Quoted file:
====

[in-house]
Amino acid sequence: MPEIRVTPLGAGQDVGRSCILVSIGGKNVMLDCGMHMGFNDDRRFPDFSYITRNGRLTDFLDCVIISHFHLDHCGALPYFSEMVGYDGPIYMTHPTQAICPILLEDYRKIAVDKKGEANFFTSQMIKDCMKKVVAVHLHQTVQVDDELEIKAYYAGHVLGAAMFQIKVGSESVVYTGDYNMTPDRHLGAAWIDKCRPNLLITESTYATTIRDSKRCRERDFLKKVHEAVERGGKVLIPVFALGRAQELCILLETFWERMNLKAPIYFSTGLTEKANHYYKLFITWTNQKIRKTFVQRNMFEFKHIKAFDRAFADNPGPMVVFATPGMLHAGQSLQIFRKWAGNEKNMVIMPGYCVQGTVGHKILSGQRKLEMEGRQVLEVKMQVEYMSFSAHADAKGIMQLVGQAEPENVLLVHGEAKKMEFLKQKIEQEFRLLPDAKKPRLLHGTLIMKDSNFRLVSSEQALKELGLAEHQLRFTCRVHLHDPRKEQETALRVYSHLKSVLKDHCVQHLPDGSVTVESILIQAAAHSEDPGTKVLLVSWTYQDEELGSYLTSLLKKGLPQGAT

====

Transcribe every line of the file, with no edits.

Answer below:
[in-house]
Amino acid sequence: MPEIRVTPLGAGQDVGRSCILVSIGGKNVMLDCGMHMGFNDDRRFPDFSYITRNGRLTDFLDCVIISHFHLDHCGALPYFSEMVGYDGPIYMTHPTQAICPILLEDYRKIAVDKKGEANFFTSQMIKDCMKKVVAVHLHQTVQVDDELEIKAYYAGHVLGAAMFQIKVGSESVVYTGDYNMTPDRHLGAAWIDKCRPNLLITESTYATTIRDSKRCRERDFLKKVHEAVERGGKVLIPVFALGRAQELCILLETFWERMNLKAPIYFSTGLTEKANHYYKLFITWTNQKIRKTFVQRNMFEFKHIKAFDRAFADNPGPMVVFATPGMLHAGQSLQIFRKWAGNEKNMVIMPGYCVQGTVGHKILSGQRKLEMEGRQVLEVKMQVEYMSFSAHADAKGIMQLVGQAEPENVLLVHGEAKKMEFLKQKIEQEFRLLPDAKKPRLLHGTLIMKDSNFRLVSSEQALKELGLAEHQLRFTCRVHLHDPRKEQETALRVYSHLKSVLKDHCVQHLPDGSVTVESILIQAAAHSEDPGTKVLLVSWTYQDEELGSYLTSLLKKGLPQGAT